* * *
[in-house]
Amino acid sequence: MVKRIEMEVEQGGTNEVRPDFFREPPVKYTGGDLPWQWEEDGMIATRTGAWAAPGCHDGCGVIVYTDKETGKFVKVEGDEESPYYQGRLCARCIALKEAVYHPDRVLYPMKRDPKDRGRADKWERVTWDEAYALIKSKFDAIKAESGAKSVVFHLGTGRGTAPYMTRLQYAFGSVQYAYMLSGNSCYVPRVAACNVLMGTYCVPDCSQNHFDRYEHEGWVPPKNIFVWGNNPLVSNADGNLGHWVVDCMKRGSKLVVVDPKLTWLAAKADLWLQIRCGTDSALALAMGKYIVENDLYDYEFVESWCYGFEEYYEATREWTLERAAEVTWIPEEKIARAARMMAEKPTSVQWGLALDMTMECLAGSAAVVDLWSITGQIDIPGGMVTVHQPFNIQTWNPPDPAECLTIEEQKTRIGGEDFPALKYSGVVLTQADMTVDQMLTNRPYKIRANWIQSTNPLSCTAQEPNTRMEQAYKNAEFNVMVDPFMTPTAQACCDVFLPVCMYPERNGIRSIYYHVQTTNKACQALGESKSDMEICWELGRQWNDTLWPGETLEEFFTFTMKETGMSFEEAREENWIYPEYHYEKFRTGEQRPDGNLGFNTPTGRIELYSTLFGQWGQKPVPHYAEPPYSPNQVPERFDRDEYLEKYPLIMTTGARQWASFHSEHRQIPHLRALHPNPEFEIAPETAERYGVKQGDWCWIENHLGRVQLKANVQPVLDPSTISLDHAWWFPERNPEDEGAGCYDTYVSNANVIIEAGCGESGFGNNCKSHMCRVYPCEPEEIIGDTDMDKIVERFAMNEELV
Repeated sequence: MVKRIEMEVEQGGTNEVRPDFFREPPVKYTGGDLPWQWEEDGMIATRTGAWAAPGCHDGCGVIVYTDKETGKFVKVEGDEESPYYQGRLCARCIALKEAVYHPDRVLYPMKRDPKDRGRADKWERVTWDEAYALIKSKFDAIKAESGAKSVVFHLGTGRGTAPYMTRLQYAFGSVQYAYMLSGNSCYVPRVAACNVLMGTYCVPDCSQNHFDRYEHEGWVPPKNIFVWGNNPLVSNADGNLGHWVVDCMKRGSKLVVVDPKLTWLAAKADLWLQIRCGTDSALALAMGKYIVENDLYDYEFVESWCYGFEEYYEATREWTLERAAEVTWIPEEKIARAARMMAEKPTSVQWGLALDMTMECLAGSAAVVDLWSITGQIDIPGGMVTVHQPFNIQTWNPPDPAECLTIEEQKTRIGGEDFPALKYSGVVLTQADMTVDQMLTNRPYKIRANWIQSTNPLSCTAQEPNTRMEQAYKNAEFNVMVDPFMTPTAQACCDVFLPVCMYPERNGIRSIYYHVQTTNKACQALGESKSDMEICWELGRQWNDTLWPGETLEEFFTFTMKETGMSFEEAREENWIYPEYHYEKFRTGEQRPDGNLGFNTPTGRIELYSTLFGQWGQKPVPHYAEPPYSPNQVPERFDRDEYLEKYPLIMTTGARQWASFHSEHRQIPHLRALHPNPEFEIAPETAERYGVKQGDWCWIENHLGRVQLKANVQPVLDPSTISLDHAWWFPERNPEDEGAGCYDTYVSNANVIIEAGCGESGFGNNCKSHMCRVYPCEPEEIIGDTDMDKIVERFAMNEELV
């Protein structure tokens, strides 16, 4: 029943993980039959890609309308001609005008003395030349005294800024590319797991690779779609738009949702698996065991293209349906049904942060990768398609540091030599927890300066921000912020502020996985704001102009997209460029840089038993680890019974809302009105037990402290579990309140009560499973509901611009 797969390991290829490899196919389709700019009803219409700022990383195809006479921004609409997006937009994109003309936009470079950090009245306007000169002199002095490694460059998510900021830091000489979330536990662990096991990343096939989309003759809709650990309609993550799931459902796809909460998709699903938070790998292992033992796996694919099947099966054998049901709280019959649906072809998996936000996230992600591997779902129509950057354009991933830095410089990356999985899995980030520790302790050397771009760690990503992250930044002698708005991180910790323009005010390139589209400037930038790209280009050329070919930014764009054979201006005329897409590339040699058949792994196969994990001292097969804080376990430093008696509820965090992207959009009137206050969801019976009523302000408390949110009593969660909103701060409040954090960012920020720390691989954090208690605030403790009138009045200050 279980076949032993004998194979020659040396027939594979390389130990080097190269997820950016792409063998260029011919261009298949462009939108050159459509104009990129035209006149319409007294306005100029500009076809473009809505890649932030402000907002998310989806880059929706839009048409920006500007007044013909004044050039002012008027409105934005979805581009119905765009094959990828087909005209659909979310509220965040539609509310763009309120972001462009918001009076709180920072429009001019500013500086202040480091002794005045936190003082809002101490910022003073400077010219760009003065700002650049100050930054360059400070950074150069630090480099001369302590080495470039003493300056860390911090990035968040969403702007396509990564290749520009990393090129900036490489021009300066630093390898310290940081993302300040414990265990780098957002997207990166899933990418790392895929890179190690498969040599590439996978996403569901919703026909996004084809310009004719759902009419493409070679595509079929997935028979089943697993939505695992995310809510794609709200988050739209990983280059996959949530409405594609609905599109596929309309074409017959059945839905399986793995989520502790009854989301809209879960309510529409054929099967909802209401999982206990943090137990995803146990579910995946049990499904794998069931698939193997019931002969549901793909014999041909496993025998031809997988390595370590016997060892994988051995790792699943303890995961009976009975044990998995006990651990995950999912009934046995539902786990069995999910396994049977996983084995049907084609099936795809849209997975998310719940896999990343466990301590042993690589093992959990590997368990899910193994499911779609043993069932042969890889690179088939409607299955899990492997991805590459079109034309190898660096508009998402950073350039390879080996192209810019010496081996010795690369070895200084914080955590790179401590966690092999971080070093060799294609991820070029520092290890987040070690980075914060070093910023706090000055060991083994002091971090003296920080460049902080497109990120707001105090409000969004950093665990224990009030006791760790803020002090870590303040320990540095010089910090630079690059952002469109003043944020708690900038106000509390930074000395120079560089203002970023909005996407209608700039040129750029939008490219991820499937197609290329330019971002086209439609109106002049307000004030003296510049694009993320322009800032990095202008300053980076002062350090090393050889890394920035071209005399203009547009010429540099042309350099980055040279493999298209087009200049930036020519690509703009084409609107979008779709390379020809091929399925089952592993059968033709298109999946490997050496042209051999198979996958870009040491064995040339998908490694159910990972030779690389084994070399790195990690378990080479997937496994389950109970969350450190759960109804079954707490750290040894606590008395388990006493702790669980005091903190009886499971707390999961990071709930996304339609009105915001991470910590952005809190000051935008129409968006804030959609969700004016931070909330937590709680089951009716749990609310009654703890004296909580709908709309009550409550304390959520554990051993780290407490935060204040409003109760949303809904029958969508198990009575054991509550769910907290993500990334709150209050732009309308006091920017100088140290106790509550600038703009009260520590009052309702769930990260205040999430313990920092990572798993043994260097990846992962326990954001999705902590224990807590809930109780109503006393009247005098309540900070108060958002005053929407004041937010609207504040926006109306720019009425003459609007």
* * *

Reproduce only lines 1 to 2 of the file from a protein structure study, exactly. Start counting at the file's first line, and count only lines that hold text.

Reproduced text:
[in-house]
Amino acid sequence: MVKRIEMEVEQGGTNEVRPDFFREPPVKYTGGDLPWQWEEDGMIATRTGAWAAPGCHDGCGVIVYTDKETGKFVKVEGDEESPYYQGRLCARCIALKEAVYHPDRVLYPMKRDPKDRGRADKWERVTWDEAYALIKSKFDAIKAESGAKSVVFHLGTGRGTAPYMTRLQYAFGSVQYAYMLSGNSCYVPRVAACNVLMGTYCVPDCSQNHFDRYEHEGWVPPKNIFVWGNNPLVSNADGNLGHWVVDCMKRGSKLVVVDPKLTWLAAKADLWLQIRCGTDSALALAMGKYIVENDLYDYEFVESWCYGFEEYYEATREWTLERAAEVTWIPEEKIARAARMMAEKPTSVQWGLALDMTMECLAGSAAVVDLWSITGQIDIPGGMVTVHQPFNIQTWNPPDPAECLTIEEQKTRIGGEDFPALKYSGVVLTQADMTVDQMLTNRPYKIRANWIQSTNPLSCTAQEPNTRMEQAYKNAEFNVMVDPFMTPTAQACCDVFLPVCMYPERNGIRSIYYHVQTTNKACQALGESKSDMEICWELGRQWNDTLWPGETLEEFFTFTMKETGMSFEEAREENWIYPEYHYEKFRTGEQRPDGNLGFNTPTGRIELYSTLFGQWGQKPVPHYAEPPYSPNQVPERFDRDEYLEKYPLIMTTGARQWASFHSEHRQIPHLRALHPNPEFEIAPETAERYGVKQGDWCWIENHLGRVQLKANVQPVLDPSTISLDHAWWFPERNPEDEGAGCYDTYVSNANVIIEAGCGESGFGNNCKSHMCRVYPCEPEEIIGDTDMDKIVERFAMNEELV